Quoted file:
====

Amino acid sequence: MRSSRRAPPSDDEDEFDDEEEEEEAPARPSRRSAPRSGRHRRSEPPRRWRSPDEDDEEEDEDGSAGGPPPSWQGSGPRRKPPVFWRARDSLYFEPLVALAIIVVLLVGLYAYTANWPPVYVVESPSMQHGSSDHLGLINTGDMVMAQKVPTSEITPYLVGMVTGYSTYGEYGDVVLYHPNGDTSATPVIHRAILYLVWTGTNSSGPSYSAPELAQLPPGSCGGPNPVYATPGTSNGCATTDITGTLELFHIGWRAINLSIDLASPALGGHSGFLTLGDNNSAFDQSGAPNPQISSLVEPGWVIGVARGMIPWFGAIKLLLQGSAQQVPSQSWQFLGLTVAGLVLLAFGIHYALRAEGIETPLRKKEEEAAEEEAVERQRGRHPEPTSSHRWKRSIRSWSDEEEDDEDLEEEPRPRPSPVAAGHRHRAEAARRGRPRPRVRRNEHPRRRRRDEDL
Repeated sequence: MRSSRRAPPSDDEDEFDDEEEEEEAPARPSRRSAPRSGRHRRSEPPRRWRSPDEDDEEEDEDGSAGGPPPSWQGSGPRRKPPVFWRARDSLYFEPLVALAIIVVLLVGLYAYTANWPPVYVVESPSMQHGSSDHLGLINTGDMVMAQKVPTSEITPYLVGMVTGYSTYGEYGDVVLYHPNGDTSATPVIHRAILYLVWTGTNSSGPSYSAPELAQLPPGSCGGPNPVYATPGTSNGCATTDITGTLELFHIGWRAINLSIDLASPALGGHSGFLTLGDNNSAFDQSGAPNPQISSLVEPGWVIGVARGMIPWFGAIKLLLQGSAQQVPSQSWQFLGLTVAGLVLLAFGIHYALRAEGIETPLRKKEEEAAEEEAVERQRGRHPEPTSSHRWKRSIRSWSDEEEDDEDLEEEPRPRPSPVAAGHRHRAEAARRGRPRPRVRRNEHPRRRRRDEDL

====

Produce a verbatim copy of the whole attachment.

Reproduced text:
Amino acid sequence: MRSSRRAPPSDDEDEFDDEEEEEEAPARPSRRSAPRSGRHRRSEPPRRWRSPDEDDEEEDEDGSAGGPPPSWQGSGPRRKPPVFWRARDSLYFEPLVALAIIVVLLVGLYAYTANWPPVYVVESPSMQHGSSDHLGLINTGDMVMAQKVPTSEITPYLVGMVTGYSTYGEYGDVVLYHPNGDTSATPVIHRAILYLVWTGTNSSGPSYSAPELAQLPPGSCGGPNPVYATPGTSNGCATTDITGTLELFHIGWRAINLSIDLASPALGGHSGFLTLGDNNSAFDQSGAPNPQISSLVEPGWVIGVARGMIPWFGAIKLLLQGSAQQVPSQSWQFLGLTVAGLVLLAFGIHYALRAEGIETPLRKKEEEAAEEEAVERQRGRHPEPTSSHRWKRSIRSWSDEEEDDEDLEEEPRPRPSPVAAGHRHRAEAARRGRPRPRVRRNEHPRRRRRDEDL
Repeated sequence: MRSSRRAPPSDDEDEFDDEEEEEEAPARPSRRSAPRSGRHRRSEPPRRWRSPDEDDEEEDEDGSAGGPPPSWQGSGPRRKPPVFWRARDSLYFEPLVALAIIVVLLVGLYAYTANWPPVYVVESPSMQHGSSDHLGLINTGDMVMAQKVPTSEITPYLVGMVTGYSTYGEYGDVVLYHPNGDTSATPVIHRAILYLVWTGTNSSGPSYSAPELAQLPPGSCGGPNPVYATPGTSNGCATTDITGTLELFHIGWRAINLSIDLASPALGGHSGFLTLGDNNSAFDQSGAPNPQISSLVEPGWVIGVARGMIPWFGAIKLLLQGSAQQVPSQSWQFLGLTVAGLVLLAFGIHYALRAEGIETPLRKKEEEAAEEEAVERQRGRHPEPTSSHRWKRSIRSWSDEEEDDEDLEEEPRPRPSPVAAGHRHRAEAARRGRPRPRVRRNEHPRRRRRDEDL